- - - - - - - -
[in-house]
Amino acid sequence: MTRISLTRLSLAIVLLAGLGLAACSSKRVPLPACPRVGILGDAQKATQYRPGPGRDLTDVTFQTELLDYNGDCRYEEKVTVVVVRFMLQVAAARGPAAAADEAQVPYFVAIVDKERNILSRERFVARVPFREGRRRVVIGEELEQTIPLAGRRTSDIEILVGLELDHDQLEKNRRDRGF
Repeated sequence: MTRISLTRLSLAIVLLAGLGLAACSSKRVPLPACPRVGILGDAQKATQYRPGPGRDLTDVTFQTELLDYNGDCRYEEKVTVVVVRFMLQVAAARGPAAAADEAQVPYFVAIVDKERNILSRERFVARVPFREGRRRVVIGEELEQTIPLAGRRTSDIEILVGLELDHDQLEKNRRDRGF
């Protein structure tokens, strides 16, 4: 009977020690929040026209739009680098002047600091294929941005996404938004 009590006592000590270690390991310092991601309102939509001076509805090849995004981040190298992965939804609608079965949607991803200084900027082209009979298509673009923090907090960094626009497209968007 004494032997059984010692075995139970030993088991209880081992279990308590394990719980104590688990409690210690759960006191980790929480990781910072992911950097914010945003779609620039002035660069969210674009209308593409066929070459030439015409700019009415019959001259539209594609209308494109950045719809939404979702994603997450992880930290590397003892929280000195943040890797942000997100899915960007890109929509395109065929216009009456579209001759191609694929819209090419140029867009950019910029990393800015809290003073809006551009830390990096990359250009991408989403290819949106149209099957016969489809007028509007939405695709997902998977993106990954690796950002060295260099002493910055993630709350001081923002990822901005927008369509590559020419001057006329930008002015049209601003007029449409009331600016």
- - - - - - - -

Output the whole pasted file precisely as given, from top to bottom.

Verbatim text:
[in-house]
Amino acid sequence: MTRISLTRLSLAIVLLAGLGLAACSSKRVPLPACPRVGILGDAQKATQYRPGPGRDLTDVTFQTELLDYNGDCRYEEKVTVVVVRFMLQVAAARGPAAAADEAQVPYFVAIVDKERNILSRERFVARVPFREGRRRVVIGEELEQTIPLAGRRTSDIEILVGLELDHDQLEKNRRDRGF
Repeated sequence: MTRISLTRLSLAIVLLAGLGLAACSSKRVPLPACPRVGILGDAQKATQYRPGPGRDLTDVTFQTELLDYNGDCRYEEKVTVVVVRFMLQVAAARGPAAAADEAQVPYFVAIVDKERNILSRERFVARVPFREGRRRVVIGEELEQTIPLAGRRTSDIEILVGLELDHDQLEKNRRDRGF
């Protein structure tokens, strides 16, 4: 009977020690929040026209739009680098002047600091294929941005996404938004 009590006592000590270690390991310092991601309102939509001076509805090849995004981040190298992965939804609608079965949607991803200084900027082209009979298509673009923090907090960094626009497209968007 004494032997059984010692075995139970030993088991209880081992279990308590394990719980104590688990409690210690759960006191980790929480990781910072992911950097914010945003779609620039002035660069969210674009209308593409066929070459030439015409700019009415019959001259539209594609209308494109950045719809939404979702994603997450992880930290590397003892929280000195943040890797942000997100899915960007890109929509395109065929216009009456579209001759191609694929819209090419140029867009950019910029990393800015809290003073809006551009830390990096990359250009991408989403290819949106149209099957016969489809007028509007939405695709997902998977993106990954690796950002060295260099002493910055993630709350001081923002990822901005927008369509590559020419001057006329930008002015049209601003007029449409009331600016």